“She said Elaine was traveling, that she was visiting Marie’s son who was in the Navy and that she didn’t know when she would be coming back,” said Herrbach.
As holidays and birthdays passed with no contact from Elaine, family members also started to worry. Police returned to her home but Marie repeated the same story.
Local authorities contacted the Indiana State Police, who took over the investigation. Arland Boyd recognized Marie Witte’s name and sensed something was amiss.
Investigators ran Elaine’s vehicle’s VIN number and learned Marie had recently sold it. Phone records showed no long-distance calls coming in or out of Elaine’s home.
“Bank accounts showed large withdrawals in the period of time from the beginning of January up until May or June of 1984. She had social security checks that were coming in on a monthly basis and they were still being cashed locally,” said Duerring.
No one had seen Elaine since January 1984, nearly eight months earlier.
Authorities again tried to contact Marie but learned she had fled the state with Butch. Investigators put pressure on Marcie, who eventually told them Elaine was dead.
“Marie’s mother said that she had been told that Butch had accidentally shot and killed Elaine with a crossbow,” said Herrbach.
Marcie then told detectives that Marie and Butch had dismembered Elaine’s body and disposed of it.
Investigators flew to California to interview Eric Witte. When confronted with his grandmother’s confession, he admitted that months earlier his mother told him Butch had killed Elaine.
“Marie told him it was an accident and she needed help. Eric said he told her to freeze the body until he could come home,” said Herrbach.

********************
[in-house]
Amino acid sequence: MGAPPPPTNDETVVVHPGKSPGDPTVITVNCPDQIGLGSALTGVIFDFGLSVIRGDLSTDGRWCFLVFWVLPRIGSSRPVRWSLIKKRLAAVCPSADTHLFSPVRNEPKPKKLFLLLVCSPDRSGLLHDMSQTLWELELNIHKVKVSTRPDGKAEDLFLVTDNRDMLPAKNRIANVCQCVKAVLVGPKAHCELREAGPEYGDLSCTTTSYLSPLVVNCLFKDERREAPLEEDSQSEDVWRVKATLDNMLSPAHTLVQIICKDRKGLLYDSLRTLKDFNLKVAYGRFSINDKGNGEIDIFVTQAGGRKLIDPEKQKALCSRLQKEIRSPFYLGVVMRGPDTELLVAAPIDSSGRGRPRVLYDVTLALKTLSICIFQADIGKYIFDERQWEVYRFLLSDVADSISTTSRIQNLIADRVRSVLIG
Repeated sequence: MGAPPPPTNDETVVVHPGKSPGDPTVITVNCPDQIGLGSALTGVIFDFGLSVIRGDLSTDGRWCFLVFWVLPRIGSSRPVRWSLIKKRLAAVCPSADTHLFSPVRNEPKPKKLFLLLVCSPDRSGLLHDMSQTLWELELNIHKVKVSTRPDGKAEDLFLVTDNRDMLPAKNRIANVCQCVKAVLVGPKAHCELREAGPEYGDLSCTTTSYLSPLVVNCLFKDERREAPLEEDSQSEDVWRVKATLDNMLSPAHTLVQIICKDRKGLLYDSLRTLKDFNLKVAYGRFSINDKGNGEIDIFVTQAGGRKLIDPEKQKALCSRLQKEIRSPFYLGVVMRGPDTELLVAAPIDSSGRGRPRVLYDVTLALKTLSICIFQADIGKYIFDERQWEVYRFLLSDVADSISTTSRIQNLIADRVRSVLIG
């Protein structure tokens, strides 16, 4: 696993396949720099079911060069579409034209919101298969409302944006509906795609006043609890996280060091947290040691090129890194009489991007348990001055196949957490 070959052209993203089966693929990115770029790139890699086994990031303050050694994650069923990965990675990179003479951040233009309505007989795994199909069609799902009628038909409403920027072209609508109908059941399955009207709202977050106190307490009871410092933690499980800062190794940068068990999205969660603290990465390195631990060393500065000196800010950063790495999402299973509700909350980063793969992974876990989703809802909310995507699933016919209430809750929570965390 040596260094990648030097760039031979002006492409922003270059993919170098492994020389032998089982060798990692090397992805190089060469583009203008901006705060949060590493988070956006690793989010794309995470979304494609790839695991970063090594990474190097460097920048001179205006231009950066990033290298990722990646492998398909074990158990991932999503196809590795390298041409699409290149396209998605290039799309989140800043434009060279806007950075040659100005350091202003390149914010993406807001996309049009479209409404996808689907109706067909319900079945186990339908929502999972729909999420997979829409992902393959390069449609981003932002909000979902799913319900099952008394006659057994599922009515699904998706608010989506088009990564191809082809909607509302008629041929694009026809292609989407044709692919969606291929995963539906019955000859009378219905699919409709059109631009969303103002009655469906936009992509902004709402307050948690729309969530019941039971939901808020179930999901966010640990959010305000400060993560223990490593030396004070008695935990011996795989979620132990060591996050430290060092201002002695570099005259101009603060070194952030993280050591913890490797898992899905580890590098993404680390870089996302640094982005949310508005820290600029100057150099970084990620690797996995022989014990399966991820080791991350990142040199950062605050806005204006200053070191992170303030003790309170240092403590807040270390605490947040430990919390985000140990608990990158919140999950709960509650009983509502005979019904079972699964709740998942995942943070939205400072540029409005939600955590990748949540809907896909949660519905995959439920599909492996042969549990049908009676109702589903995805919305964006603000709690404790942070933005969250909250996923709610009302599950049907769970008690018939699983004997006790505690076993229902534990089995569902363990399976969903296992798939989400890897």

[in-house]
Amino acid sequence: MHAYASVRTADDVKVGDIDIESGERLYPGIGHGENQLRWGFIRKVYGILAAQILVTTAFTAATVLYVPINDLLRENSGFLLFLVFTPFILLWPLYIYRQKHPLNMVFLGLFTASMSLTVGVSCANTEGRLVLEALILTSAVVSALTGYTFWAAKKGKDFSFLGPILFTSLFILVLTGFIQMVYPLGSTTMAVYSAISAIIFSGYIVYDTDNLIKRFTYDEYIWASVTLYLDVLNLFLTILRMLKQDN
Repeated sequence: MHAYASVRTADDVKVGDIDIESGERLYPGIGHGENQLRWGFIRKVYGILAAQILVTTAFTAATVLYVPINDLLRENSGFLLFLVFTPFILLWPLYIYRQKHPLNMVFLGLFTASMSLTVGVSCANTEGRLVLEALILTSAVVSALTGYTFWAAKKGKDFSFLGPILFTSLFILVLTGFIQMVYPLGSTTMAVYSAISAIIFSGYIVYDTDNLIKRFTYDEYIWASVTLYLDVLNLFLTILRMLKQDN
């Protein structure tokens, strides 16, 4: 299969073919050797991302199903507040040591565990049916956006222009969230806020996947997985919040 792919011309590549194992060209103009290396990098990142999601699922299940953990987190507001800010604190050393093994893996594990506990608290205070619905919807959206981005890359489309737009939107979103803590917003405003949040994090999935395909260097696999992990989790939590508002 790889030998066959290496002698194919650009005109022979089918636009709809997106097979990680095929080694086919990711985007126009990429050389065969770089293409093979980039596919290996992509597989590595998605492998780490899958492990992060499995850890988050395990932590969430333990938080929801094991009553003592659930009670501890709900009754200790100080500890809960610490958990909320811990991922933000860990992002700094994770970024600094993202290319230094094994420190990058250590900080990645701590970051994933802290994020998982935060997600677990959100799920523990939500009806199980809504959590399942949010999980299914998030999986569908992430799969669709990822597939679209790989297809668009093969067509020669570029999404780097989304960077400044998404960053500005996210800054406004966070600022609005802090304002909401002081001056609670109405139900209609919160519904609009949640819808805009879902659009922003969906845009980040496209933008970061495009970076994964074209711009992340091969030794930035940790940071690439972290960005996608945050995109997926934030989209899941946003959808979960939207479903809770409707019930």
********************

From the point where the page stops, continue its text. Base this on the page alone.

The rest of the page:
Two months later, Eric and Navy buddy Doug Menkel traveled to Indiana. They picked up a cooler filled with body parts and dropped them off along the way back to California.
On November 7, 1984, Marie and Butch were apprehended in Chula Vista, California, after she cashed one of Elaine’s social security checks. They were preparing to cross the border into Mexico.
Marie, Eric, and Butch were initially charged with forgery. While Marie refused to cooperate, Butch made a complete confession.
Butch said his mother was cashing Elaine’s checks and got caught. Fearing she would kick them out, Marie said they had to kill her. They tried poisoning Elaine but it didn’t work, according to court documents, so they turned to more extreme measures.
''My mom said I could strangle her or use my crossbow,'' Butch would later testify, according to the Chicago Tribune. The 14-year-old chose the crossbow, shooting his step-grandmother in the ribs after his mother drugged her.
After killing Elaine, her body was frozen. Over the next four months, Marie, Butch, and Marcie used knives and a chainsaw to dismember her piece by piece, before Eric arrived to dispose of the final remnants.
Hilma Marie Witte and John David Witte were charged with murder and conspiracy to commit murder. Eric Witte and Margaret O’Donnell were charged with conspiracy to commit murder. Shortly thereafter, Butch contacted authorities. He had more to tell.
“He wanted to talk about the murder of his dad. He gave us a story about Eric and that Marie had also manipulated Eric into killing Paul and that it wasn’t an accident,” explained Herrbach. “Marie said that he had to kill his dad because she was suffering abuse by him. Also, he was threatening divorce and if they went through a divorce, they’d be out in the street.”
Eric admitted it was true when interviewed by police.
Hilma Marie Witte and Eric Witte were subsequently charged with the murder of Paul Witte.
John Witte pleaded guilty to a reduced charge of voluntary manslaughter and agreed to testify against his mother in exchange for a 20-year prison sentence, according to the Chicago Tribune. Eric Witte would ultimately make the same deal with prosecutors.
In 1985, Hilma Marie Witte was found guilty of murder and conspiracy to commit murder and sentenced to a combined 90 years in prison, according to the Associated Press.
Margaret O’Donnell pleaded guilty to assisting a criminal and was sentenced to six years in prison. She died after being released.
Eric and John Wittie were released from prison in 1996. John died in 2008, at the age of 39, while Eric died in 2022, at the age of 56.